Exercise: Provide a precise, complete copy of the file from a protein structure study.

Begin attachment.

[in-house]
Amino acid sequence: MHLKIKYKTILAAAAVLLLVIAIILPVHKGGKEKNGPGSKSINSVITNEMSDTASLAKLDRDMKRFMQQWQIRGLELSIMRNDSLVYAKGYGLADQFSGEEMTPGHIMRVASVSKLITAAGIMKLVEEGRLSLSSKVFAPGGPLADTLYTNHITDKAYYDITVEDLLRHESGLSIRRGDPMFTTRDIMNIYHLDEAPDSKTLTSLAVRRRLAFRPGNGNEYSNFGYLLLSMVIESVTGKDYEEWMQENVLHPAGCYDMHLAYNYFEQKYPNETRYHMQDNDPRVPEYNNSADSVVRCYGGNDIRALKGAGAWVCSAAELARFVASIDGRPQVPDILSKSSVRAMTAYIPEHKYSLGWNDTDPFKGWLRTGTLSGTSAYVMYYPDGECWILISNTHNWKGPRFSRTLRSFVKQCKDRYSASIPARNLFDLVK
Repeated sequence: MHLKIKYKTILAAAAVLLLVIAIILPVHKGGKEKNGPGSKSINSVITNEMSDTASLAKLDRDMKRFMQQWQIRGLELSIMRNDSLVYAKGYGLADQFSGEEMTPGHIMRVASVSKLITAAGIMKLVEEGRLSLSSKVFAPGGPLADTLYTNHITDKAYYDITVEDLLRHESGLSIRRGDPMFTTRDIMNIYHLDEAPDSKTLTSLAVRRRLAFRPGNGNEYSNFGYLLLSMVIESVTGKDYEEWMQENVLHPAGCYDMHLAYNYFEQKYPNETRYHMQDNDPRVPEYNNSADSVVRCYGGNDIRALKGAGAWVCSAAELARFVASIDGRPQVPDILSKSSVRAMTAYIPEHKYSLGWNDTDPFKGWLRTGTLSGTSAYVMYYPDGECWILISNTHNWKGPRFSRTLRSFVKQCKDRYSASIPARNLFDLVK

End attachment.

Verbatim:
[in-house]
Amino acid sequence: MHLKIKYKTILAAAAVLLLVIAIILPVHKGGKEKNGPGSKSINSVITNEMSDTASLAKLDRDMKRFMQQWQIRGLELSIMRNDSLVYAKGYGLADQFSGEEMTPGHIMRVASVSKLITAAGIMKLVEEGRLSLSSKVFAPGGPLADTLYTNHITDKAYYDITVEDLLRHESGLSIRRGDPMFTTRDIMNIYHLDEAPDSKTLTSLAVRRRLAFRPGNGNEYSNFGYLLLSMVIESVTGKDYEEWMQENVLHPAGCYDMHLAYNYFEQKYPNETRYHMQDNDPRVPEYNNSADSVVRCYGGNDIRALKGAGAWVCSAAELARFVASIDGRPQVPDILSKSSVRAMTAYIPEHKYSLGWNDTDPFKGWLRTGTLSGTSAYVMYYPDGECWILISNTHNWKGPRFSRTLRSFVKQCKDRYSASIPARNLFDLVK
Repeated sequence: MHLKIKYKTILAAAAVLLLVIAIILPVHKGGKEKNGPGSKSINSVITNEMSDTASLAKLDRDMKRFMQQWQIRGLELSIMRNDSLVYAKGYGLADQFSGEEMTPGHIMRVASVSKLITAAGIMKLVEEGRLSLSSKVFAPGGPLADTLYTNHITDKAYYDITVEDLLRHESGLSIRRGDPMFTTRDIMNIYHLDEAPDSKTLTSLAVRRRLAFRPGNGNEYSNFGYLLLSMVIESVTGKDYEEWMQENVLHPAGCYDMHLAYNYFEQKYPNETRYHMQDNDPRVPEYNNSADSVVRCYGGNDIRALKGAGAWVCSAAELARFVASIDGRPQVPDILSKSSVRAMTAYIPEHKYSLGWNDTDPFKGWLRTGTLSGTSAYVMYYPDGECWILISNTHNWKGPRFSRTLRSFVKQCKDRYSASIPARNLFDLVK